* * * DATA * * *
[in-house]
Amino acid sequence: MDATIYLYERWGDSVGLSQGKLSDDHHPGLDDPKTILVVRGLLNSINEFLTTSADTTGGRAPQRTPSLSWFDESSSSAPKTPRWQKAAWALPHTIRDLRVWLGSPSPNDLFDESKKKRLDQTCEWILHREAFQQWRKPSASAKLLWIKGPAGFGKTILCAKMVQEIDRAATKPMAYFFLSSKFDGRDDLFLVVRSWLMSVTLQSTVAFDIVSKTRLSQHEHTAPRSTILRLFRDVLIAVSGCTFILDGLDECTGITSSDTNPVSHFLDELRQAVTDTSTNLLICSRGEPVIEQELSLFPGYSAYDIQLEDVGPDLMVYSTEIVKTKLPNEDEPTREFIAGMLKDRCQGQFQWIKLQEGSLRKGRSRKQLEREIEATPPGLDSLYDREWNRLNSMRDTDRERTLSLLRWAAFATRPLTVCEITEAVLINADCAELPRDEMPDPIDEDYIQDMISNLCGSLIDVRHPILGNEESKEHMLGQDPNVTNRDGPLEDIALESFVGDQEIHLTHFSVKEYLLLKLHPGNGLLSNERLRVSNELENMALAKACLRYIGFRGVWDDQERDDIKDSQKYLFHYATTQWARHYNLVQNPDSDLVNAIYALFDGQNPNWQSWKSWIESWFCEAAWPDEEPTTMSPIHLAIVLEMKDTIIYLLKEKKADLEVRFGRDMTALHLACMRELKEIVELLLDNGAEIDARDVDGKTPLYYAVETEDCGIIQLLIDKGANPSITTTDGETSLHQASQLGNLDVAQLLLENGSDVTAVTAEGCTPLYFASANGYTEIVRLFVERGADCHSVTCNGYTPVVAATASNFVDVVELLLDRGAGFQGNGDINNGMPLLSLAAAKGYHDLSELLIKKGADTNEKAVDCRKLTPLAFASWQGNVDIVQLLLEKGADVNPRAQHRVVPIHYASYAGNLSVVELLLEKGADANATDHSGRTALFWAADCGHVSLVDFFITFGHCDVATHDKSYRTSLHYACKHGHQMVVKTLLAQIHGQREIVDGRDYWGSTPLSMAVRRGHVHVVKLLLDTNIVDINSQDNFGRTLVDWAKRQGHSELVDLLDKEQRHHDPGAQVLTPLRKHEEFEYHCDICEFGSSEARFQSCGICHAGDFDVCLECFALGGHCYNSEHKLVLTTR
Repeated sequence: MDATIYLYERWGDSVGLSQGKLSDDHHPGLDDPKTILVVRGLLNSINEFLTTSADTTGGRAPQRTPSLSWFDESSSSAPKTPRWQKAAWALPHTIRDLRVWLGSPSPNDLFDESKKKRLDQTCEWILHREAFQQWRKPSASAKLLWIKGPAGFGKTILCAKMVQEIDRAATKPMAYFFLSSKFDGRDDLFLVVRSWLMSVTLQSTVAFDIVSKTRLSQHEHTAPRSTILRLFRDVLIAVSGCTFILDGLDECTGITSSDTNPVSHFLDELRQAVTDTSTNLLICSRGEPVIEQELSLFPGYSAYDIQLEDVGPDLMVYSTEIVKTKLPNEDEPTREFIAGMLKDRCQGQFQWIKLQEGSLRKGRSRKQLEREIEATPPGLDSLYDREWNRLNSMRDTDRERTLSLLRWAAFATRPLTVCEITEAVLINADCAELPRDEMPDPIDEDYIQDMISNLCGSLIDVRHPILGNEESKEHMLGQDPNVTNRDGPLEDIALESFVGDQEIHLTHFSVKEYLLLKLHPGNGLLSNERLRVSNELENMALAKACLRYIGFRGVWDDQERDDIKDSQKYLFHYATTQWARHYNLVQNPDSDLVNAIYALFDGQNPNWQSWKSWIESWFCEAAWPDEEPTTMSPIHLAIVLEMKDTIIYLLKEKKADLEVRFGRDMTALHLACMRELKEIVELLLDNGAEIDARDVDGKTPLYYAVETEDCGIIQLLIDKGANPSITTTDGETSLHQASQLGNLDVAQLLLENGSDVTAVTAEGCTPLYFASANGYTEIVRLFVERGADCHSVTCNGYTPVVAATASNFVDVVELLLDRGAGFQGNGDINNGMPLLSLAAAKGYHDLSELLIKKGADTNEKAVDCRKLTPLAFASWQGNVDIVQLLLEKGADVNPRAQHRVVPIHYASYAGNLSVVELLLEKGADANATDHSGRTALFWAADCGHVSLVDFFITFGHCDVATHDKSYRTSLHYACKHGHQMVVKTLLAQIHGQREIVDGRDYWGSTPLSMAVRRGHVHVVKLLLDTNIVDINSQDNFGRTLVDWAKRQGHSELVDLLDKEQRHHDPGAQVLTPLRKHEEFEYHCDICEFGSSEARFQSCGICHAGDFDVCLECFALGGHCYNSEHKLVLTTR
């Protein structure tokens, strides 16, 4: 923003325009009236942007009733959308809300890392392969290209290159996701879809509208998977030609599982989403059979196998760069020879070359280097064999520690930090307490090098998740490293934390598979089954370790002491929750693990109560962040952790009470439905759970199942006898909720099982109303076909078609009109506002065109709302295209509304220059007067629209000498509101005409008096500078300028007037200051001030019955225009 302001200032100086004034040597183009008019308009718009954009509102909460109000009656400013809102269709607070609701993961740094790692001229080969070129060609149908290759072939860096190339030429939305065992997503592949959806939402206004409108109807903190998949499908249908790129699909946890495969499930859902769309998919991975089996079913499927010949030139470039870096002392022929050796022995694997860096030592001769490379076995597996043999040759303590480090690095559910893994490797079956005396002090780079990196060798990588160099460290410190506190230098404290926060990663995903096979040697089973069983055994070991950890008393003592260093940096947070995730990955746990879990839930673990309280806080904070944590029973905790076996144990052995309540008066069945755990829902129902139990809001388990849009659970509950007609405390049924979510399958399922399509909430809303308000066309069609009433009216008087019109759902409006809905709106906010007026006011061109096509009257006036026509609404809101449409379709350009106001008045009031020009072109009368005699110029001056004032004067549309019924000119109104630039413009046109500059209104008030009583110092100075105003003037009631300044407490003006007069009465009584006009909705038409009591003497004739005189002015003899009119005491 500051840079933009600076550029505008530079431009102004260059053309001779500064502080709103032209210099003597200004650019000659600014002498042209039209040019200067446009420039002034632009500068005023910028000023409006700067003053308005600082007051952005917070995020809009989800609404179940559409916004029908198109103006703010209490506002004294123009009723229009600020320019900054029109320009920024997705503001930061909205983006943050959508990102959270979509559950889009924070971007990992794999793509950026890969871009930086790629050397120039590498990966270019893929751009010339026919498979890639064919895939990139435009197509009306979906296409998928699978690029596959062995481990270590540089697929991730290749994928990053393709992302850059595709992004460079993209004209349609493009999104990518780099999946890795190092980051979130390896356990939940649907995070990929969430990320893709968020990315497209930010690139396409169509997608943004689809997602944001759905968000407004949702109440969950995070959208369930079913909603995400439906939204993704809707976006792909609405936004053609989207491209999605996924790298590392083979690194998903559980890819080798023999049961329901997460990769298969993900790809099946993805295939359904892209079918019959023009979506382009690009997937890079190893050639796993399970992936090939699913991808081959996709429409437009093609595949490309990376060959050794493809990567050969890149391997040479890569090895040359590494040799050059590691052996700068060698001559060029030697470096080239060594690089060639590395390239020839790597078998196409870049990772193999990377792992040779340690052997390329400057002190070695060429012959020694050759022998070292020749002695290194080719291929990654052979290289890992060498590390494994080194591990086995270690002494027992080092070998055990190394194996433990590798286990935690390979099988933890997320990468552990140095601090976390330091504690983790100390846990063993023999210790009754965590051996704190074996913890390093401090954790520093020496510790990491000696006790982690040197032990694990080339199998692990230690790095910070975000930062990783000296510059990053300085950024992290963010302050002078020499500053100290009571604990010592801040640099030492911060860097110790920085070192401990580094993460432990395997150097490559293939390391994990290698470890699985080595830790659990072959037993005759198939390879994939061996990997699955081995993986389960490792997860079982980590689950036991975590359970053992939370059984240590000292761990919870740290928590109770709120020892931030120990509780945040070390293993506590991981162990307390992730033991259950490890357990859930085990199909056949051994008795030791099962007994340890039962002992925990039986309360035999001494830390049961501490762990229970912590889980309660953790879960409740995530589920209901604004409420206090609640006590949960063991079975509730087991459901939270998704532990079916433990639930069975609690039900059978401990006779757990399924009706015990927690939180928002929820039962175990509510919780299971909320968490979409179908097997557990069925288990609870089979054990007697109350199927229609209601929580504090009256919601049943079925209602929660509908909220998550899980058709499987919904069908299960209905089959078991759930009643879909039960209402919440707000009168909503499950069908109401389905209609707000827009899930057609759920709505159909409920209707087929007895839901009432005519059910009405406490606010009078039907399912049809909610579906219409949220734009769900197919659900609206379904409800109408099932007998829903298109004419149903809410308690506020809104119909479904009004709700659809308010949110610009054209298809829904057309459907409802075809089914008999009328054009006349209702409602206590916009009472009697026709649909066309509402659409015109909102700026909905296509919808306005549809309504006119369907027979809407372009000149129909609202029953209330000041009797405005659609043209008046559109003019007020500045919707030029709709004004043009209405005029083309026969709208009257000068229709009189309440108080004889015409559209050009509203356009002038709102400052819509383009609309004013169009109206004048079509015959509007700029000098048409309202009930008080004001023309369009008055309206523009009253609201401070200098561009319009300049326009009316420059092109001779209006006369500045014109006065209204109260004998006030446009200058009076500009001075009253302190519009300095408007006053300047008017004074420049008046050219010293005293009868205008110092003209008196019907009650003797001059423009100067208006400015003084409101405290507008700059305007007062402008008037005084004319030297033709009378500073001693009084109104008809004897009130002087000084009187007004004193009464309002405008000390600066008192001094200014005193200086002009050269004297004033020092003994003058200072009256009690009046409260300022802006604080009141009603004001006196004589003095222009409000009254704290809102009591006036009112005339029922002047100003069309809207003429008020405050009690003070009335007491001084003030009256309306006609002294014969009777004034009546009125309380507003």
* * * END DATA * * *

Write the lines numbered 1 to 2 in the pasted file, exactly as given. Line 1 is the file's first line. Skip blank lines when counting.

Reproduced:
[in-house]
Amino acid sequence: MDATIYLYERWGDSVGLSQGKLSDDHHPGLDDPKTILVVRGLLNSINEFLTTSADTTGGRAPQRTPSLSWFDESSSSAPKTPRWQKAAWALPHTIRDLRVWLGSPSPNDLFDESKKKRLDQTCEWILHREAFQQWRKPSASAKLLWIKGPAGFGKTILCAKMVQEIDRAATKPMAYFFLSSKFDGRDDLFLVVRSWLMSVTLQSTVAFDIVSKTRLSQHEHTAPRSTILRLFRDVLIAVSGCTFILDGLDECTGITSSDTNPVSHFLDELRQAVTDTSTNLLICSRGEPVIEQELSLFPGYSAYDIQLEDVGPDLMVYSTEIVKTKLPNEDEPTREFIAGMLKDRCQGQFQWIKLQEGSLRKGRSRKQLEREIEATPPGLDSLYDREWNRLNSMRDTDRERTLSLLRWAAFATRPLTVCEITEAVLINADCAELPRDEMPDPIDEDYIQDMISNLCGSLIDVRHPILGNEESKEHMLGQDPNVTNRDGPLEDIALESFVGDQEIHLTHFSVKEYLLLKLHPGNGLLSNERLRVSNELENMALAKACLRYIGFRGVWDDQERDDIKDSQKYLFHYATTQWARHYNLVQNPDSDLVNAIYALFDGQNPNWQSWKSWIESWFCEAAWPDEEPTTMSPIHLAIVLEMKDTIIYLLKEKKADLEVRFGRDMTALHLACMRELKEIVELLLDNGAEIDARDVDGKTPLYYAVETEDCGIIQLLIDKGANPSITTTDGETSLHQASQLGNLDVAQLLLENGSDVTAVTAEGCTPLYFASANGYTEIVRLFVERGADCHSVTCNGYTPVVAATASNFVDVVELLLDRGAGFQGNGDINNGMPLLSLAAAKGYHDLSELLIKKGADTNEKAVDCRKLTPLAFASWQGNVDIVQLLLEKGADVNPRAQHRVVPIHYASYAGNLSVVELLLEKGADANATDHSGRTALFWAADCGHVSLVDFFITFGHCDVATHDKSYRTSLHYACKHGHQMVVKTLLAQIHGQREIVDGRDYWGSTPLSMAVRRGHVHVVKLLLDTNIVDINSQDNFGRTLVDWAKRQGHSELVDLLDKEQRHHDPGAQVLTPLRKHEEFEYHCDICEFGSSEARFQSCGICHAGDFDVCLECFALGGHCYNSEHKLVLTTR